Food carts may have seemed like a temporary trend two years ago, when onerous city permitting made them guerilla operations. As of Monday, San Francisco Department of Public Works announced that the doors had opened on their new, streamlined permit process, the Mobile Food Facilities Program.
And already the program is proving popular; with no set limits on how many permits can be issued, only that they will be given on a first-come, first-served basis, it's anyone's guess how many food trucks will eventually be parked on city streets.
After a recent workshop drew about 120 people to Civic Center to hear more about process, DPW spokeswoman Gloria Chan said that about 20 had waited in line over the weekend to apply.
"They were camped out over the weekend, in tents, in the rain, in the cold," said Chan.
According to John Birdsall at the blog SF Foodie, the first in line was the San Francisco Soup Company. Matt Cohen, organizer of Off the Grid events, was third in line. He got into line on Friday after one of his events.
What did Cohen say about waiting in the rain? "It sucked," he said laughing, "The way the launch happened wasn't ideal, clearly." After getting one of the tickets that were handed out around 7 a.m. on Monday, he said he left the area around 11 a.m.
The new program comes in response to years of griping in the street food community about the long, expensive process. In November, the Board of Supervisors approved legislation to amend permitting, giving DPW the go-ahead to take charge of the process.
Previously, Chan explained, each food truck application was handled by individual police departments; there was no real process or requirements, just shifting guidelines. Permits were (and still are) also needed from Department of Public Health and the Fire Department, but those had to be done separately. Under the new program, DPW will serve as a kind of one-stop shop, helping applicants talk to different agencies. They estimate that the permitting time could be cut down to 90 days, if no public hearings need to be held.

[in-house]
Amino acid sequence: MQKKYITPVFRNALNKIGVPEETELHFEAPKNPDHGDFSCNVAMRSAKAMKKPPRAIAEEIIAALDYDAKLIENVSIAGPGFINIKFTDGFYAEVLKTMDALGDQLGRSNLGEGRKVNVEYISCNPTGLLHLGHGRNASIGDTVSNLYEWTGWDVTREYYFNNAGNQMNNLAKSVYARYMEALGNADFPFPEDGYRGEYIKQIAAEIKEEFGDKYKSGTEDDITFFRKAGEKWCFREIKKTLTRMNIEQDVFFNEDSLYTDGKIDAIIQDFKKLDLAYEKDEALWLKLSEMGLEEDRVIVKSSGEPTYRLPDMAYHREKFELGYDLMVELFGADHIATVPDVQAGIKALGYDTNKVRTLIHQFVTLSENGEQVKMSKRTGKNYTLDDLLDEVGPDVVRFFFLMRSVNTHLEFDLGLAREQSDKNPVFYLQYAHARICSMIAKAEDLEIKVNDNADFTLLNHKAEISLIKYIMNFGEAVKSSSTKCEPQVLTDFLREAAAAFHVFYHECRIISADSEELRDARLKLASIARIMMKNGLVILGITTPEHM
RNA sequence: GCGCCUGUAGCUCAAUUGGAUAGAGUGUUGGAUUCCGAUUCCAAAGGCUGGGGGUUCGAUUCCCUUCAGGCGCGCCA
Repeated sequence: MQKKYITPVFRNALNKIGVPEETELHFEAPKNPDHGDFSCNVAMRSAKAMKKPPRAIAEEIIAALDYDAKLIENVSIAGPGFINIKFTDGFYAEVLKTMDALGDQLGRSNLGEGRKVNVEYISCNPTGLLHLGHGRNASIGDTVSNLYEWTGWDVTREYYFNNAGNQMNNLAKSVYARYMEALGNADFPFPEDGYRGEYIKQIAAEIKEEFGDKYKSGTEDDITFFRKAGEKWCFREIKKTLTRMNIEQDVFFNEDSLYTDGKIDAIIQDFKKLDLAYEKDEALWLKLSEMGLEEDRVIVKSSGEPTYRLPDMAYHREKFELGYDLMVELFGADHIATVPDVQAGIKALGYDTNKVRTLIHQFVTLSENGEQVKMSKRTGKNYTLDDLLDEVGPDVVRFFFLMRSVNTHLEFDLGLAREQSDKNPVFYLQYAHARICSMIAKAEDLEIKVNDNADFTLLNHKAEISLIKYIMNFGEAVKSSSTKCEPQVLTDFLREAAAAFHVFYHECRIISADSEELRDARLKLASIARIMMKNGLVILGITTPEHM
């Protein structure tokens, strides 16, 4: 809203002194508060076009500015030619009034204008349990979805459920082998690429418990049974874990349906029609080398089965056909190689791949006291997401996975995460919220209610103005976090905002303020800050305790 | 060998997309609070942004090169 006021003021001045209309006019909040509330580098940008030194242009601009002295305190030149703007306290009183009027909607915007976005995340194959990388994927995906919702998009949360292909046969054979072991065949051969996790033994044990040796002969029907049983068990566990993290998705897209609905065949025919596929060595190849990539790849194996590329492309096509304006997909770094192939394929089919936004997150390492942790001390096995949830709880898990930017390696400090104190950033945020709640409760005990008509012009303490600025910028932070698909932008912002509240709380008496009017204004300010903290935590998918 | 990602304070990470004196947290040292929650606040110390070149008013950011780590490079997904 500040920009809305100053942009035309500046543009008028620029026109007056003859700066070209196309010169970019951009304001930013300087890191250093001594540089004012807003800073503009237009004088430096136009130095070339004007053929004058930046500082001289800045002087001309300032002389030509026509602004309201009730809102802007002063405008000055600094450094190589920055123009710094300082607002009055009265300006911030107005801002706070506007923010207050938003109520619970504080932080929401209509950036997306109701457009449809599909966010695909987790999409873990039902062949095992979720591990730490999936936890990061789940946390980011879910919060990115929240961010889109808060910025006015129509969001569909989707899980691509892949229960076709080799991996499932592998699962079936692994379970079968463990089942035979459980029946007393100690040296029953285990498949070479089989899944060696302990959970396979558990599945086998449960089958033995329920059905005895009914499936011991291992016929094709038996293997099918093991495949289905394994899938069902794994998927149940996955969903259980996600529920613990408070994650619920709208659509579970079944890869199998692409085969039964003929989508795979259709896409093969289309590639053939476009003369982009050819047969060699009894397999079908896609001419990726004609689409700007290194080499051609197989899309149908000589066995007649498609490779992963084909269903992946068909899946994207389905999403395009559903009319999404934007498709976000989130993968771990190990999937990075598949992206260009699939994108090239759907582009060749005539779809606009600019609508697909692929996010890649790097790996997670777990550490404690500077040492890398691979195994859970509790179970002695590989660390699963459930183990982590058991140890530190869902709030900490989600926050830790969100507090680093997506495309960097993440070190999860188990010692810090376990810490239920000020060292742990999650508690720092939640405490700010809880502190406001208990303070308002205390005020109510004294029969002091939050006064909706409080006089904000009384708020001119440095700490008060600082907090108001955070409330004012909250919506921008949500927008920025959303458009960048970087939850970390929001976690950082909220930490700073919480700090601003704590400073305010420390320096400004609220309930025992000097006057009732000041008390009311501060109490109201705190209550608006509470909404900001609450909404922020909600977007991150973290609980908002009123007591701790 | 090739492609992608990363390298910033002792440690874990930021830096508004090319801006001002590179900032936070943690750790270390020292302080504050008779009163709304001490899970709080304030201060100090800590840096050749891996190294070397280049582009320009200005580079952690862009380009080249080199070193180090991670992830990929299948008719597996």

The two main improvements, according to Daniella Sawaya of kitchen incubator La Cocina in the Mission, were the lowered cost and the fact that more public space would be opened to vendors.
Chan estimated that getting a food truck permit used to cost around $10,000. Now, she said, it would run around $2,000 to $3,000 per truck, per location. Food vendors can occupy as many as seven locations throughout the city. And those worried about food truck invasion into parks, a la the Dolores Park controversy, will have to take up their gripes with the Recreation and Parks Department, as DPW is only charged with improving the process for those vendors looking to park curbside.